With the development of bioengineering and cell biology, the research on stem cells continues to spread, and the application of stem cell therapy for RA will become popular. Mesenchymal stem cells have biological characteristics of regenerative repair of parenchymal tissues and organs and immune regulation, providing a new prospect for the treatment of RA.18,19 In our study, the levels of rheumatoid factors and anti-CCP antibodies showed a slow decline, and some of them were even on the high side. The data even reached >500, because the immunomodulation process of different patients has an individual difference and it is a tardiness process, so the rate of decline varies from person to person.
Based on the extensive and in-depth research on UC-MSC, UC-MSC should function in different aspects in the treatment of RA. Firstly, basic studies have confirmed that MSCs can differentiate into osteoblasts, cartilage, fat, tendon, muscle and other cells in vitro and in vivo,20 which may participate in the regeneration and repair of damaged tissues. Secondly, joint lesions can promote the aggregation of MSCs to the lesion synovium to repair the damaged joint tissue.21 Chen et al22 reported the feasibility of using MSCs to construct bone and cartilage combined grafts, and confirmed that adding MSCs into solid supports can promote the repair of cartilage defects. In a mice model of arthritis, single intraperitoneal injection of primary mouse MSCs prevented severe damage to the affected bone and cartilage.23 Thirdly, MSCs secrete a variety of cytokines with nutritional effects and can promote the proliferation and differentiation of stem cells.24 Fourthly, MSCs have unique immunomodulatory effects. When added into the mitogen-stimulated peripheral blood lymphocyte culture system, both autogenous and allogeneic MSCs can significantly inhibit the proliferation and activation of T lymphocytes, which plays an important role in the regulation of the immune network and is expected to fundamentally adjust the pathological immune system of patients.25 In addition, when MSCs differentiate into other types of cells, it still retains its immunomodulatory effect;26 Fifthly, MSCs have a chemotaxis effect, which can prevent the release of inflammatory mediators, reduce the inflammatory reaction and tissue damage, and disease progression.27,28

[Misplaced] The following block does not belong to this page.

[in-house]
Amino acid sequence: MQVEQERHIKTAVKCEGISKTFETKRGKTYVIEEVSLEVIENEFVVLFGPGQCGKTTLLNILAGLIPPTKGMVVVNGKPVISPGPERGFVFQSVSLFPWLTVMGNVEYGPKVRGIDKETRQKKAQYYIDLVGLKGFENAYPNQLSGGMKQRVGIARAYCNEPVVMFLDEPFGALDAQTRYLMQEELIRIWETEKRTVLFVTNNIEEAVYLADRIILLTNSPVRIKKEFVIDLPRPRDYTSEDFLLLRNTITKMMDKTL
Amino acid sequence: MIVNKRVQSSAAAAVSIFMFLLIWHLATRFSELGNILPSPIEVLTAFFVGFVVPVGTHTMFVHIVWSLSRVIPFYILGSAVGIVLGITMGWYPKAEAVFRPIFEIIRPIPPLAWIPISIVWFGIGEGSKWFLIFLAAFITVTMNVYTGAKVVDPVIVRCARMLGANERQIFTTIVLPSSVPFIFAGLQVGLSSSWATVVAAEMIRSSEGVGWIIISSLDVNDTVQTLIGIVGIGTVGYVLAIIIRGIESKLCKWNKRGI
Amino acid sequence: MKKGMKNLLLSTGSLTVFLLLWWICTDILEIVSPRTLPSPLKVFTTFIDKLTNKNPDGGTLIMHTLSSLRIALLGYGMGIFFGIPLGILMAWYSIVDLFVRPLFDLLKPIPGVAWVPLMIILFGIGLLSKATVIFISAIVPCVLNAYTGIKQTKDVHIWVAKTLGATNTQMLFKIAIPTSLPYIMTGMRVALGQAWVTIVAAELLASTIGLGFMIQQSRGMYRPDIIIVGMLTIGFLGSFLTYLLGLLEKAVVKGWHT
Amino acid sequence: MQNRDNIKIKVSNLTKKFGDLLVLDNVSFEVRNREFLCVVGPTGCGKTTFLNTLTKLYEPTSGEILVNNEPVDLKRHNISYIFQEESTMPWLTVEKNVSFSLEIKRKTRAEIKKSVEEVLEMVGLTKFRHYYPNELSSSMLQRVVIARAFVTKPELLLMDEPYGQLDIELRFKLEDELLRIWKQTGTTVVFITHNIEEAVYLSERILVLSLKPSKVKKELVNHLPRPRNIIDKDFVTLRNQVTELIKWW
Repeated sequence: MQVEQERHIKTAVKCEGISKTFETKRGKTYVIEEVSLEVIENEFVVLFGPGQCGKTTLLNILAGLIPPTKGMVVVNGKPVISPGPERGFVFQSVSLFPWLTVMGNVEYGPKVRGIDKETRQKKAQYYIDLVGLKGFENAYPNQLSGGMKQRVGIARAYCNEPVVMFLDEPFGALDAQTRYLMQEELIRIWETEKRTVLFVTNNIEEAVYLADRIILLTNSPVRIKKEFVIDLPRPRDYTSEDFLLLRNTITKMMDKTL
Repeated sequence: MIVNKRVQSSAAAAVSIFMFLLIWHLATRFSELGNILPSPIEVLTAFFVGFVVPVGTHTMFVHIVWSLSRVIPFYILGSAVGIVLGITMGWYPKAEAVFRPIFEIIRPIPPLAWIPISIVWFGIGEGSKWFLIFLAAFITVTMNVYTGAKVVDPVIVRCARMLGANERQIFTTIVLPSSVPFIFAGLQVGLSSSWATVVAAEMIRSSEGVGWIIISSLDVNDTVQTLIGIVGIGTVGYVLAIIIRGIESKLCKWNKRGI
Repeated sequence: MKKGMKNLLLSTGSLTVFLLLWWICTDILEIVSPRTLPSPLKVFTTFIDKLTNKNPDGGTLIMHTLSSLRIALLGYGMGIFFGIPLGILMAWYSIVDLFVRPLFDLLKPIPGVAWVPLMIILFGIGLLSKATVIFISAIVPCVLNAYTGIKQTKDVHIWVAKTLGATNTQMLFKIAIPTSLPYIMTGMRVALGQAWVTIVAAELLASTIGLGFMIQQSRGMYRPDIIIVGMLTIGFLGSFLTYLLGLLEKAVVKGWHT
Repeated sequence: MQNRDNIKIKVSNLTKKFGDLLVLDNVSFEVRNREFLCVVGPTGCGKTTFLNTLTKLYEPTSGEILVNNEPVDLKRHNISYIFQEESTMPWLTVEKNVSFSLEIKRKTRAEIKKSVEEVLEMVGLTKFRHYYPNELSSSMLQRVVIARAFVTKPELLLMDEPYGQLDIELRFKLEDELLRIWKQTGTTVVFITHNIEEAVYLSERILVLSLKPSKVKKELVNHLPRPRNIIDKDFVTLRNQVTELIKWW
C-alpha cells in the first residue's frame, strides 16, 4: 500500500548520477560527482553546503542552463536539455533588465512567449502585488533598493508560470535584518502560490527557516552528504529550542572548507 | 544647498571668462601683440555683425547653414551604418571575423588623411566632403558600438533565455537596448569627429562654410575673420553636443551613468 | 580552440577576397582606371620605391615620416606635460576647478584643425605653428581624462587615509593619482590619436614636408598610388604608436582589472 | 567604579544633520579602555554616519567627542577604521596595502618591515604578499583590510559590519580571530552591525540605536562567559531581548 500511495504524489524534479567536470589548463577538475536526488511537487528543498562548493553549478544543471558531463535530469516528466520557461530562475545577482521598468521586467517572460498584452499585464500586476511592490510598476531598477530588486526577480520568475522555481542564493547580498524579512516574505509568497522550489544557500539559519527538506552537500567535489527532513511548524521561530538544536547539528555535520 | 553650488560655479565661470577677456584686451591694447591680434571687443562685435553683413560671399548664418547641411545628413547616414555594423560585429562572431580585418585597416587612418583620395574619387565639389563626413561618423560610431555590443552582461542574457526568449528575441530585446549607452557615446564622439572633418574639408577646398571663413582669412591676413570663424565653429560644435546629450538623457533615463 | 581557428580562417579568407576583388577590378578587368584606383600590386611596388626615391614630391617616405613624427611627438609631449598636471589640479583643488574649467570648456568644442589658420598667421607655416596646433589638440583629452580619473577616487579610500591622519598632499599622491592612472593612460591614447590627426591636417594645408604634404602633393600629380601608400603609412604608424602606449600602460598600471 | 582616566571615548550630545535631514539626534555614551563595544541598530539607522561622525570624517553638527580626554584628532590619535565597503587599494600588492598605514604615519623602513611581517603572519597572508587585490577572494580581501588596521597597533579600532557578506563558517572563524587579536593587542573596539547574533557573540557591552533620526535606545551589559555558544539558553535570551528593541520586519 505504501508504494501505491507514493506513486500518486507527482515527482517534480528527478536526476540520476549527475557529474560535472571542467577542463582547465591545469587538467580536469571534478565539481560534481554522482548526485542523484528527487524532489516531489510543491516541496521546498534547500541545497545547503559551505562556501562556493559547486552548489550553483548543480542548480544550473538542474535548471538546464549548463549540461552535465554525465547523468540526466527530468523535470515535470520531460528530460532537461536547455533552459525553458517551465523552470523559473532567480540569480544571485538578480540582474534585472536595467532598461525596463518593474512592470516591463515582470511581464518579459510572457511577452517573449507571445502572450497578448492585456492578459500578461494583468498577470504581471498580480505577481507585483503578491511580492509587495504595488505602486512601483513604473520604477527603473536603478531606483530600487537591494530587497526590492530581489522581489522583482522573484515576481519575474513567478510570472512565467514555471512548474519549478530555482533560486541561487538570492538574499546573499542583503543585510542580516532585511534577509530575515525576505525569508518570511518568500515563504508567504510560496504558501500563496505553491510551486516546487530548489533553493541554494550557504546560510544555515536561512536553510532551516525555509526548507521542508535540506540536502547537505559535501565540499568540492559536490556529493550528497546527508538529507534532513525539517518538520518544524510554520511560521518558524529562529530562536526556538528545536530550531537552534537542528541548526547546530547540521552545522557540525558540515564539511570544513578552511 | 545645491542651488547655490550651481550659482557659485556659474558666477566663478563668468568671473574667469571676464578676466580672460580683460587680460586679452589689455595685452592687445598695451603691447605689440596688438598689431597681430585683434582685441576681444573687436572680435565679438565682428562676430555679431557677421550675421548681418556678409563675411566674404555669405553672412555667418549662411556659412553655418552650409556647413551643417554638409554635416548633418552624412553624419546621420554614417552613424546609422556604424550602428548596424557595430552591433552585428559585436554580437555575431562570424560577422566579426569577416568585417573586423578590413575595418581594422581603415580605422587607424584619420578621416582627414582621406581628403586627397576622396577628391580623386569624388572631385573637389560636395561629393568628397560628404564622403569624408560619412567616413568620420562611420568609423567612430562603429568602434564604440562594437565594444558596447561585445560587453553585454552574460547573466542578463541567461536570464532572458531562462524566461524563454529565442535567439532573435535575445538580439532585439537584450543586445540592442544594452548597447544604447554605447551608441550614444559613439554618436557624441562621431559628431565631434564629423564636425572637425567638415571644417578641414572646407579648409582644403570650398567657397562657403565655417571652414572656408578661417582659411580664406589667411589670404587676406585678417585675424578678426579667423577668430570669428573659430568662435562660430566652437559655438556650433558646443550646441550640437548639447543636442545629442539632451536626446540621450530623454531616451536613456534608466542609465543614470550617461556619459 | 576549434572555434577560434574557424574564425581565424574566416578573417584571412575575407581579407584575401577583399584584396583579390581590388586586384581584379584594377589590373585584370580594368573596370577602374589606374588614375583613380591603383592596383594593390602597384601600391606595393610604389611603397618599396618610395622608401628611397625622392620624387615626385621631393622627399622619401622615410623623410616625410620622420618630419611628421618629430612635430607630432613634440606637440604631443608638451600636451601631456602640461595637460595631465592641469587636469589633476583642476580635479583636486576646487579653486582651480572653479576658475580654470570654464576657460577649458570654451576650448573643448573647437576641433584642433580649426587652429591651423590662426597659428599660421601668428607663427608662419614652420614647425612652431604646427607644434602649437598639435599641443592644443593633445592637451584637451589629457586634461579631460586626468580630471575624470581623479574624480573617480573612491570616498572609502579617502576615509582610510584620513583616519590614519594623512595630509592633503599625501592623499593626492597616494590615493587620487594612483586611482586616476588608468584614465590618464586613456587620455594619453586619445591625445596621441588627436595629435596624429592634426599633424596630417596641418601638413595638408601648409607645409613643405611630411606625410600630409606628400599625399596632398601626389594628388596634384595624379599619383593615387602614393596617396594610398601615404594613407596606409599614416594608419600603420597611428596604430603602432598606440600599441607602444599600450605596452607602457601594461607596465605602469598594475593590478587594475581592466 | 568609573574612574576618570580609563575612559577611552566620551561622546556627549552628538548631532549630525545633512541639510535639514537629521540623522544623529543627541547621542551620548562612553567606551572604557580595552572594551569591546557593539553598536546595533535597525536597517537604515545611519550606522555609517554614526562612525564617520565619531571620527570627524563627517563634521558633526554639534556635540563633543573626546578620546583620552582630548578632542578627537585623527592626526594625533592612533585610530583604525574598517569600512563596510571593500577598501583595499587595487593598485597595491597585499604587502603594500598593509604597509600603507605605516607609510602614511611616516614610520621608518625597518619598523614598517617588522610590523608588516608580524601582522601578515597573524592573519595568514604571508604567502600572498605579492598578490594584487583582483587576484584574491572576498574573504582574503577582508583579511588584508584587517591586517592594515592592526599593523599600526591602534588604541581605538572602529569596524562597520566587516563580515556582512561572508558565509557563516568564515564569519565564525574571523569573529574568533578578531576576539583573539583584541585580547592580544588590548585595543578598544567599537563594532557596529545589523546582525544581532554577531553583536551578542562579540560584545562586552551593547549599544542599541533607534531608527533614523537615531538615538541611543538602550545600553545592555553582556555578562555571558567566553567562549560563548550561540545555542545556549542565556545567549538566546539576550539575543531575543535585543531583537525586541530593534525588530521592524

In this study, after the treatment of UC-MSC for RA patients, personalized low dose of DMARDs therapy was maintained for a long time. The serological indexes of the patients were stable for a long time, reaching the low activity level of RA, which was consistent with the improved clinical symptoms. Therefore, UC-MSC therapy is safe for RA treatment. UC-MSC cell combined with DMARDs treatment can maintain low disease activity and improve the quality of life for RA patients for a long time. The underlying mechanism may be related to UC-MSC’s ability to regulate patients’ autoimmune tolerance and improve the tolerance of anti-rheumatism drugs for RA patients.29–31
This study supplements the data of our previous studies and provides the supportive evidence of long-term safety and efficiency in the use of UC-MSC therapy for RA. The limitation of the current study is that all patients were enrolled and treated from a single center, and there is no placebo control for the long-term observation. Therefore, a larger multiple-center, controlled study needs to be confirmed to confirm the current findings. However, the result of this study supported the use of UC-MSC infusion for RA treatment, as all patients failed traditional drug treatment and obtained symptom improvements and evaluation index decrease after UC-MSC treatment.
Overall, our study demonstrated the long-term safety and efficacy of UC-MSC therapy in RA patients. The therapeutic effects of UC-MSC can be maintained for 3 years, with stable clinical outcomes, which significantly improved RA patients’ quality of life.
This study was supported by the Shaanxi Province Social Development Public Relations Project (2012K13-02-35), and the Military Medicine and Public Health Plan (CLZ120GA23).
The authors have declared no competing interest.